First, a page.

Discussion in 'Casual Photo Conversations' started by tcyin, Jul 6, 2022.
Yin, you should have mentioned you are a tight wad. It would’ve saved a lot of time
The touch pad on a MacBook Air or Pro is large, haptic, and has all the precision and features (through gestures) I need for photo editing. Haven't used an Apple mouse in over 4 years.
Had a Dell once (rhymes with ????).
Nearly all my photography is carried out on trips 1-4 weeks away from home. I don't want to edit photographs whilst away for lots of reasons, apart from getting rid of obvious rubbish or some of the duplication to free up space on cards. My cameras have two card slots so I make two copies of every photograph and delete nothing until I get home & load onto my computer. I have two stores for used cards- one in my camera bag & one elsewhere so I can afford one piece of carelessness or bad luck while still having my pictures. If I want to look at pictures I've taken I'll put that card in the camera. So- a low cost, low weight solution. I've been through the netbook thing and got no benefit other than something else to carry & I have quite enough anyway. If I didn't do what I do, I'd buy an external HDD with a screen. I do carry an older low capacity iPad too for all the usual reasons, but with a decent trip producing c 80GB of images my photos won't fit on there and buying a current high capacity iPad seems to be close to the most expensive way to buy storage capacity known to man.
If you don’t plan to edit on the road, a portable storage drive as mentioned above, with a screen will allow you to do some mild sorting on the fly and free up card space too.
don’t forget that portable solar charging systems are also available if you’re going to super remote (Nepal?) places with no or little power
A few years ago on a trip to northern India, I took along a MacBook Air, a couple of external terabyte drives, and mostly kept the camera memory cards without formatting until the end. No problems. I did bring a mouse along for the occasional edit.
Although I feel that India could use a revolution, I had to recognize that their phone and internet were generally more advanced than what I have at home in Southern Illinois. My iPhone worked flawlessly and my calls back to my daughter in Washington state were clear as a bell. I didn't bring home any internet infections either.
a mouse (few sharp edges, but it does have tiny teeth)
It may depend on your camera's screen, but for my Canon and Olympus 10X magnification will tell you whether something is essentially a hit or a miss. It may not be completely sufficient, but it is quite enough to get rid of the time wasters. Batteries are indeed a curse though. My Olympus charges from a USB cable or direct from the AC which helps.
I agree with Robin. I think the finder will enable you to dump obvious errors and some not so obvious, against a background that any doubt can be resolved better at home. Batteries? Well I get about a day on average which includes quite a bit of time assessing whether I need another go, or a slightly different treatment. I travel with at least 6 batteries and two chargers so I can afford a failure- not all of this stuff in the camera bag bag but always accessible once I'm at my room or car.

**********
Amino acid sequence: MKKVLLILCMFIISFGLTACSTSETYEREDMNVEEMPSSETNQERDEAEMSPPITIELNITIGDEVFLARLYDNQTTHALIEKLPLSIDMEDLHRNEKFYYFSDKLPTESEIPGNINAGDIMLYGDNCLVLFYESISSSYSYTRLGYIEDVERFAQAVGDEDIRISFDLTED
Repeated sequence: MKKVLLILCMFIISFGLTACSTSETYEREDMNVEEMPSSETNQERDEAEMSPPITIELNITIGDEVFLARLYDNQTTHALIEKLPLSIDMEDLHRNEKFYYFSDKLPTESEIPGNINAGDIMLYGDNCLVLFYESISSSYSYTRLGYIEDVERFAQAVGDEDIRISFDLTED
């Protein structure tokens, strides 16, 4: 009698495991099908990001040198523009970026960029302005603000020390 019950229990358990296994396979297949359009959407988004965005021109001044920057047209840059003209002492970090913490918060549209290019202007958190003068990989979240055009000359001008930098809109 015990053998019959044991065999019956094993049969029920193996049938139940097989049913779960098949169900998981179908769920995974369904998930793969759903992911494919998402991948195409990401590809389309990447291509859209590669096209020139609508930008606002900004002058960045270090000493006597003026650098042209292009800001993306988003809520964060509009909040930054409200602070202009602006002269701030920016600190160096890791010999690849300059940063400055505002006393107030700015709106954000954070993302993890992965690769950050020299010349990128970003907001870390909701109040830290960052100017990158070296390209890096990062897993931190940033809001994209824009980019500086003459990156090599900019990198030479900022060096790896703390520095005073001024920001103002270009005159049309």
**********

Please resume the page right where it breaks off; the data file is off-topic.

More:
If you actually look at the Apple site you will see that the iPod Pro has a USB-C port that supports USB-4 and Thunderbolt and the iPod air has a USB connector. the regular ole iPad has a "lightning" connector so I'm not sure what that is. All the computers type Devices people have been throwing out here should have available specs, including connectors on their website.
I have an 11 inch MacBook Air, dated 2012, that I got from Goodwill, replaced the battery and SSD, and have had lots of fun with it, including writing this.
I presume that newer ones are better, but this one works find for me.
As for iPad, newer ones use USB-C, and older ones the "lightning" connector.
For both, there are adapters to USB-A, the connector most of us think of as USB.
Since the untimely demise of my iMac, I've been using a MacBook Pro for daily tasks. Besides the universal compatibility between Apple products, the MBP has a feature I especially appreciate. The screen has uniform brightness and color, corner to corner, from the user's point of view. I have several, retired IBM/Lenovo Thinkpad laptops, which have screens resembling tunnel vision. It's actually a feature designed to discourage onlookers, but a detriment to photo and video editing. The touch pad on the Lenovo is almost unusable by comparison.
I decided to replace the iMac with a Mac Studio M1 Max, and Studio Display - more power and modular system. After 7 years, it was time to retire the iMac, but better were it on my terms. I'll repair it if possible, and pass it on to my adult son.
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